Nevertheless, population growth is accompanied by an increase in arable land. In the Philippines, cropped uplands grew by 2.5 per cent each year between 1960 and 1987, while the upland population grew by 3.0 annually. When land becomes scarce, frequency of cropping also increases, thus accelerating chances of soil degradation. Scherr has noticed this in parts of eastern African highlands, hills of eastern Zambia and eastern Lesotho, highlands in southern Mexico, and parts of montane mainland in Southeast Asia. "However, population growth also changes the underlying economic incentives to invest in land improvements, like terraces, and to substitute fallowing with other means of replenishing soil fertility," Scherr observes.
An icar scientist who worked in Meghalaya acknowledges that scientists and researchers do not understand the problems at the grassroots level, and even if they do, they are not willing to work in the field. "Ecological, technological and socio-cultural problems of the region were not studied," Ramakrishnan says, "There is a mismatch between the recommended technology and the ecology of the region." Most scientists enter the region with textbook knowledge and no basic analysis of the area, he says, giving an example: "The rainfall in the region is high, unlike in the temperate regions. So the terrace system of cultivation cannot be implemented as it gets washed away. "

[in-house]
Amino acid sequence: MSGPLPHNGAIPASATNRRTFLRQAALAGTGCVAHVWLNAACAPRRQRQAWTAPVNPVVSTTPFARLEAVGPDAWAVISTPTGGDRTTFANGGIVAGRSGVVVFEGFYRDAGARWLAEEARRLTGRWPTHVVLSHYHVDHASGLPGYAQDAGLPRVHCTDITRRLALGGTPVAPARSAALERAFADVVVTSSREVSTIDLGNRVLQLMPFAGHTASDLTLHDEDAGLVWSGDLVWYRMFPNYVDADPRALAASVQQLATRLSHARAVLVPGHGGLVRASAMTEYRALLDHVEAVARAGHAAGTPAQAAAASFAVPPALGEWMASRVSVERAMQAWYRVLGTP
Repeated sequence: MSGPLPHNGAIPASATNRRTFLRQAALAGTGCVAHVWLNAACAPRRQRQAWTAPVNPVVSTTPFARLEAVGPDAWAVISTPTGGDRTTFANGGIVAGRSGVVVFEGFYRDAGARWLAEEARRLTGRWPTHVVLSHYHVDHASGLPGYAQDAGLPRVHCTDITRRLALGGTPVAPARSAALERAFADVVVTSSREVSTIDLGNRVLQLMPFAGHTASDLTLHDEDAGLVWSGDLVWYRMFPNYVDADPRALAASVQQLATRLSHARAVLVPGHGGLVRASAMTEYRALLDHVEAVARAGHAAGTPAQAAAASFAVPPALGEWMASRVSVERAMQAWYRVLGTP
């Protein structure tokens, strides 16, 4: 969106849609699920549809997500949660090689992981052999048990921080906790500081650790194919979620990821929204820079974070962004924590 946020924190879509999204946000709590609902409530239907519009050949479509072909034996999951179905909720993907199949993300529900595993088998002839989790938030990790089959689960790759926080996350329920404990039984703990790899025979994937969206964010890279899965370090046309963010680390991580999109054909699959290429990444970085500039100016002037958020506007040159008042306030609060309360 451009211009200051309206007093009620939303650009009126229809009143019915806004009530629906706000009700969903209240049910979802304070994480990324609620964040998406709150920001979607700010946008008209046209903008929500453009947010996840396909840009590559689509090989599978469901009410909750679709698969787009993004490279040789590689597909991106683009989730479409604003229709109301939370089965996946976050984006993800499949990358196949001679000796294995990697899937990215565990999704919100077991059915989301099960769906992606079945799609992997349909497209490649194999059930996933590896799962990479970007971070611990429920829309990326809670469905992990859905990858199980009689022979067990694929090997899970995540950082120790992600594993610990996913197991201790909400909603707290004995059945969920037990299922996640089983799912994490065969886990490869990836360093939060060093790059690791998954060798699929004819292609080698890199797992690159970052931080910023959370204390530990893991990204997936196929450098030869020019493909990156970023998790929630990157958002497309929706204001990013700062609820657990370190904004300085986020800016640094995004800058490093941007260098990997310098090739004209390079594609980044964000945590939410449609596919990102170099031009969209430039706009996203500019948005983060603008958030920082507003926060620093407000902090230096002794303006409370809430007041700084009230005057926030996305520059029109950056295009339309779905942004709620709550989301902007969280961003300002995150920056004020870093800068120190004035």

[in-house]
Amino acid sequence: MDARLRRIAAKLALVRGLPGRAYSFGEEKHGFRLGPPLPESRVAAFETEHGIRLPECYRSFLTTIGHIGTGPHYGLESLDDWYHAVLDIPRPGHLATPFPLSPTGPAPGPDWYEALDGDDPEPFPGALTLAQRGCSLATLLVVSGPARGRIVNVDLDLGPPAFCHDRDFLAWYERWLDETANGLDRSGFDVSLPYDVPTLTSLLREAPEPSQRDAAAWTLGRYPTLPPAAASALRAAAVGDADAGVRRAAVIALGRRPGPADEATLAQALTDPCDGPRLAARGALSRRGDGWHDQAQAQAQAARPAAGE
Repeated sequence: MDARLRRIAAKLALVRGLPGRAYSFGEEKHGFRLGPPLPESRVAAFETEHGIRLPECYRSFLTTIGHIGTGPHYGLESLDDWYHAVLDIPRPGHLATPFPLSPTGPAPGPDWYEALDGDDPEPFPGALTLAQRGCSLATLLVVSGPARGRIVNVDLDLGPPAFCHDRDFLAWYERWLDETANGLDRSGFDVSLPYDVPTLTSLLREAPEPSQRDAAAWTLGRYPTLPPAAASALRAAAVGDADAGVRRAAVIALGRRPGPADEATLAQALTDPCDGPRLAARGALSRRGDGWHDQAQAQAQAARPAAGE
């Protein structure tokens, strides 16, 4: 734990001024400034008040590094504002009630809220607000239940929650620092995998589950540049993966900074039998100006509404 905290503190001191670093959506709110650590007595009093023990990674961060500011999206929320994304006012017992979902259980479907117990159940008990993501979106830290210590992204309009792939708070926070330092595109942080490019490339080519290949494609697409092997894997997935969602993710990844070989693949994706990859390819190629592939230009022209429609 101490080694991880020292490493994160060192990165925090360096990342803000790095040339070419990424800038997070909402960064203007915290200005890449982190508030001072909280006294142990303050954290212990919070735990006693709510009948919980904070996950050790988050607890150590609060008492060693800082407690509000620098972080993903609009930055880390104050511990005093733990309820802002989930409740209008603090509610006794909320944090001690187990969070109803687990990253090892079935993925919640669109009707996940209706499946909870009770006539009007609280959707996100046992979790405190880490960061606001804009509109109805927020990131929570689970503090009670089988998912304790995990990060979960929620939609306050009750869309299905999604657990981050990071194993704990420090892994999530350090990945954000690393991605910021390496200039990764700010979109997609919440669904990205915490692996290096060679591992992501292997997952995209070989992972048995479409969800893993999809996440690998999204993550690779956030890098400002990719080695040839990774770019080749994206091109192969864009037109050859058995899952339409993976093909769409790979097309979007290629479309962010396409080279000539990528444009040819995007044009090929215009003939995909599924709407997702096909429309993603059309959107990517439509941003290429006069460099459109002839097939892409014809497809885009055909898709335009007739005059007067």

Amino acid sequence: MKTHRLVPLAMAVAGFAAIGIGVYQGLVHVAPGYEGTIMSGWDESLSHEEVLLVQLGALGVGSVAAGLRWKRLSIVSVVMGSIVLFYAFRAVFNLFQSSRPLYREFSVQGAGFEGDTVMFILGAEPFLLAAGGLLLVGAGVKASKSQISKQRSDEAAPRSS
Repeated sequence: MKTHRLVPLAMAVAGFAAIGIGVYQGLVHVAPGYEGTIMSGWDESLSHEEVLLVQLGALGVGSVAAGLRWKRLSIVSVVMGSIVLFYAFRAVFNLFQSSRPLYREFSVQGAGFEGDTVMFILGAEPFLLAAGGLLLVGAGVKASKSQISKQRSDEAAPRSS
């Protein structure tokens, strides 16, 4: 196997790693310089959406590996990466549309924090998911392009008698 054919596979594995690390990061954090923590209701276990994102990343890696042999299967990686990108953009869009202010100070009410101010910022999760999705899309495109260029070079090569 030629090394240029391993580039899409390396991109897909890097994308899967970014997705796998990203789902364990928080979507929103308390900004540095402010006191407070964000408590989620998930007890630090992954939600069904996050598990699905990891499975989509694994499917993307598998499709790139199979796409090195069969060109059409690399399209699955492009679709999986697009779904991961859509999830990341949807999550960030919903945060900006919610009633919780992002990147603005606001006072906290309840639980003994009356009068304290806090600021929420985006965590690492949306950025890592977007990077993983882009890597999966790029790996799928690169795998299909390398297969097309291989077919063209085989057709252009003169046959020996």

A Singh, professor at the Water Technology Centre of the icar , laments, "It is unfair to expect icar to put an end to a practice that has been going on for so many centuries, there are no magic solutions." In a defensive tone, Arun Varma, icar 's assistant director general of animal nutrition and physiology, says, "It is not the technology that has failed, but the implementation." He says farmers should be involved from the first stage and their views taken seriously." Singh and Varma were both posted in Meghalaya at the time of the icar programme's inception.
Difference in emphasis between farmers and scientists is quite common in many hillside areas around the world. One example is from Nepal, where the International Centre for Integrated Mountain Development (icimod ) has suggested the agroforestry method involving the testing of sloping agriculture and land technology (salt). While the scientists prioritised the environment, the farmers were more interested in the production and economic goals.